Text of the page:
Live performance needs a clear roadmap for returning in 2021

The arts, entertainment & recreation is the worst affected sector by coronavirus (ONS) and the situation for venues with live performance has been particularly concerning in December 2020. The design and implementation of the tier system has had a damaging impact on music venues and theatres, disrupting what should be one of their busiest times of the year. For example, placing London and other areas in Tier 2 in early December, only to increase it to Tier 3 at short notice just two weeks later impacted performances that had already invested in safety measures in order to open. Elsewhere, moving areas out of Tier 3 just one week before Christmas did not give venues enough time to reopen.

Going forward, the government now needs to look ahead to the return of live performance in 2021 and begin implementing necessary measures, including the creation of a government-backed insurance scheme. This is due to providers and underwriters excluding coronavirus cover which would protect against cancellation due to lockdown or legal action from an audience or cast member who falls ill. Without insurance, it is extremely difficult for venues to return to live performances despite, even when permitted.

Therefore, the live events industry has been calling for a government-backed insurance scheme, mirroring the insurance provision offered to the film and TV industry in the Film and TV Production Restart Scheme. This has been allocated £500 million out of the £1.57 billion fund for the entire arts sector, in order to help cover the losses by productions halted or delayed and allows productions to plan with confidence. Similarly, a government-backed €2.5 billion indemnity package has recently been adopted in Germany.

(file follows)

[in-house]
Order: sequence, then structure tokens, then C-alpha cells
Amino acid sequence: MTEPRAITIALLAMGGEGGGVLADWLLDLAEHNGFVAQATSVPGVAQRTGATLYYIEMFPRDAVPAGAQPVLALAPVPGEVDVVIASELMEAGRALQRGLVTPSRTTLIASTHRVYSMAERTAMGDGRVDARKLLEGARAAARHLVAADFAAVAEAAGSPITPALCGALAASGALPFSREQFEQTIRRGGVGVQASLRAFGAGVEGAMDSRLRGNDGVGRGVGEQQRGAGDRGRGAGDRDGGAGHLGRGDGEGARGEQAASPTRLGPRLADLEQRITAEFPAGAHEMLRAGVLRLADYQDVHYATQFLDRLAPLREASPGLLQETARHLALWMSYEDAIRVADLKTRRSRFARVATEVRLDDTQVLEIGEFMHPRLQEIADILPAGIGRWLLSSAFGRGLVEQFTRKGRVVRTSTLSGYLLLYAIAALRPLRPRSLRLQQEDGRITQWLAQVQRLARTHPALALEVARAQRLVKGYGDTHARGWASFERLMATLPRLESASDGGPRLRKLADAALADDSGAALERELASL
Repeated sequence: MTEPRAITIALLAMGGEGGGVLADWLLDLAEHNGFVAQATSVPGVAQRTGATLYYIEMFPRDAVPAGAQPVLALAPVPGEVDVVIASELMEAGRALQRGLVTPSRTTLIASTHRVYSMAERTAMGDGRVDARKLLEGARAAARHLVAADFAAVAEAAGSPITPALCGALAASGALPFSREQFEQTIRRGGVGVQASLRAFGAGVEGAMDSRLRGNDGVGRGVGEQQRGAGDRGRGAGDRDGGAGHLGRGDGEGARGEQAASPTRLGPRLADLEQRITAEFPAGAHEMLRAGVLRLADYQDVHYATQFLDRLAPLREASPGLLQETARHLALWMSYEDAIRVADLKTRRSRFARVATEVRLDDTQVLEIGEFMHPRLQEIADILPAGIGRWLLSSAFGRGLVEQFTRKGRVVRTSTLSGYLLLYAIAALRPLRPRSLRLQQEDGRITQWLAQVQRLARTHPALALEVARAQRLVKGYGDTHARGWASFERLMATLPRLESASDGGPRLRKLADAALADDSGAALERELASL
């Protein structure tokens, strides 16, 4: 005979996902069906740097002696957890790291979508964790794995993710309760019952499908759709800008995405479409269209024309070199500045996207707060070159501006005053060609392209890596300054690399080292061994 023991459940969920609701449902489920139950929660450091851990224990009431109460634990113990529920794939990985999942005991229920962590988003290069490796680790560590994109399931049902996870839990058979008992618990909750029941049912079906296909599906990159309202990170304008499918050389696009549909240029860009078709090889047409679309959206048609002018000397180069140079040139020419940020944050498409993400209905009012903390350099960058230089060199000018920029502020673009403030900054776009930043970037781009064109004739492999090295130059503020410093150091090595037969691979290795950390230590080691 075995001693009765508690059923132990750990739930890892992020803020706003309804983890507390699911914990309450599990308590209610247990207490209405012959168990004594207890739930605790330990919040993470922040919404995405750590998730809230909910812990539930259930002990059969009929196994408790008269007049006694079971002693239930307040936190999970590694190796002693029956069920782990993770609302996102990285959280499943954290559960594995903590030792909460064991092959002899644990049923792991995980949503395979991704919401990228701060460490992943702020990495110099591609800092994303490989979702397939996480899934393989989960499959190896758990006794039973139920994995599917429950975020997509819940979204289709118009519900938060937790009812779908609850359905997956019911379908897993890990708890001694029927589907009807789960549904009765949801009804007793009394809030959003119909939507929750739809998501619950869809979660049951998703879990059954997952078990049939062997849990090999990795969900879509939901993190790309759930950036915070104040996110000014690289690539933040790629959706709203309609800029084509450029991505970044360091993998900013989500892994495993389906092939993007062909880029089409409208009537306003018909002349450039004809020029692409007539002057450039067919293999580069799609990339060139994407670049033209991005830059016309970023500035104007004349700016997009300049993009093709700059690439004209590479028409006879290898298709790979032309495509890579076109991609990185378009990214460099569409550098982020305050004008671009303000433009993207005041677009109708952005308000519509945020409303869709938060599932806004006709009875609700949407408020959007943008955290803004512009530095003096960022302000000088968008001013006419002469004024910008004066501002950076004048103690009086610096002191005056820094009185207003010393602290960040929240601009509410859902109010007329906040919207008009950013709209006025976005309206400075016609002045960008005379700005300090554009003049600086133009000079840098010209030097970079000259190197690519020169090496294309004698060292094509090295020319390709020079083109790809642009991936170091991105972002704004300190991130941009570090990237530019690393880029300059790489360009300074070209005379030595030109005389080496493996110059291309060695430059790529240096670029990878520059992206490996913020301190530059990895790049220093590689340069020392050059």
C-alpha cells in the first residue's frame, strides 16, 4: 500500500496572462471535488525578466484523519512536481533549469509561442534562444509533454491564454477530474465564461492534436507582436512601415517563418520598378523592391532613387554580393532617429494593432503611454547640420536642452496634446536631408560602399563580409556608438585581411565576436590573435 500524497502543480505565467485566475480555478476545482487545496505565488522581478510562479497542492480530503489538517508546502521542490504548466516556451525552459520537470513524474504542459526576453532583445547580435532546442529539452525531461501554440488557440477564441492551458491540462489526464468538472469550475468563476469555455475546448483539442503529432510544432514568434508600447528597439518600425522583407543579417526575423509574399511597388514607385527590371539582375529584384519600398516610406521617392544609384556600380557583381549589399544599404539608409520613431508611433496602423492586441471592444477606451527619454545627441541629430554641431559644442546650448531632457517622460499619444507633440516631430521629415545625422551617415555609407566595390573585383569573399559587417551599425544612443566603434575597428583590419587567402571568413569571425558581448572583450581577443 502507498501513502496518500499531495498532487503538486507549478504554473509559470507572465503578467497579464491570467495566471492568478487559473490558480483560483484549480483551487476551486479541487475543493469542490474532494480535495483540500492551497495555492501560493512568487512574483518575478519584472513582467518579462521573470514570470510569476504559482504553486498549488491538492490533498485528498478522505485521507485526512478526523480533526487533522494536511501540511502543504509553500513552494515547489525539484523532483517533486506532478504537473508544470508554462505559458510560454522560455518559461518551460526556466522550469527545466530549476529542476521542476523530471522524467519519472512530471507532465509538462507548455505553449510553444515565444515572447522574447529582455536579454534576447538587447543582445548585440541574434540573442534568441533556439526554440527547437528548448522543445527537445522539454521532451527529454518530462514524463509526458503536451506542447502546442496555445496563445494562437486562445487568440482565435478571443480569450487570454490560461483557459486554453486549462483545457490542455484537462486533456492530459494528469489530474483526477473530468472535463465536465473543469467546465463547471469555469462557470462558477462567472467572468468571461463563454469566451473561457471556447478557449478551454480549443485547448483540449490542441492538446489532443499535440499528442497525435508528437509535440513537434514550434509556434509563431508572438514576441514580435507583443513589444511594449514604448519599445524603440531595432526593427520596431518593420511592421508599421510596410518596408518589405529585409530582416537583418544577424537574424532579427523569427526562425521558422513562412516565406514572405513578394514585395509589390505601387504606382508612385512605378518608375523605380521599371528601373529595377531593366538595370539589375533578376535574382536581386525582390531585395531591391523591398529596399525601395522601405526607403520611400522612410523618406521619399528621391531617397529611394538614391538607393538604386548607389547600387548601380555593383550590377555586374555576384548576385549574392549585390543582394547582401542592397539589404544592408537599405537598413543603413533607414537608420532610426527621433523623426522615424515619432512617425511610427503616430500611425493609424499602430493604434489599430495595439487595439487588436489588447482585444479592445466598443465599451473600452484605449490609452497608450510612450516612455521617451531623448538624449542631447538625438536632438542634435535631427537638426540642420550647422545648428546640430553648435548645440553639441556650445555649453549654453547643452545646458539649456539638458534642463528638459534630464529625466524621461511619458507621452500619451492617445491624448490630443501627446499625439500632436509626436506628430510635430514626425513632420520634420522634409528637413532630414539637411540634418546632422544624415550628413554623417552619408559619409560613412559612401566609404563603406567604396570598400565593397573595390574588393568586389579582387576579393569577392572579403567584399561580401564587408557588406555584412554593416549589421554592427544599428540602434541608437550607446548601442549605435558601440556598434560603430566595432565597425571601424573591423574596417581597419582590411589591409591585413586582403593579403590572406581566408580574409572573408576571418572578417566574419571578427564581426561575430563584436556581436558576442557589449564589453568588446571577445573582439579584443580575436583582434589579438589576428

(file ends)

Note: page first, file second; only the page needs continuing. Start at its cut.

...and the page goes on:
The Incorporated Society of Musicians’ Chief Executive, Deborah Annetts, said:

'The government should support the performance ecosystem in order to unlock public spending, create jobs and lift the national mood. Without theatres and music venues, fewer visitors stay in hotels, visit bars or restaurants and more choose to shop online. We urgently need a package of measures to build confidence, including a government-backed insurance scheme for theatre and live music events in line with the existing scheme for film and TV production. This must begin now so that the industry has enough time to prepare and implement the necessary measures to fully resume safely next year. Many musicians have been unable to work since March and are dependent on government support schemes, so creating a clear roadmap now for the return of live performance in 2021 is essential for preventing an exodus of world-leading talent.'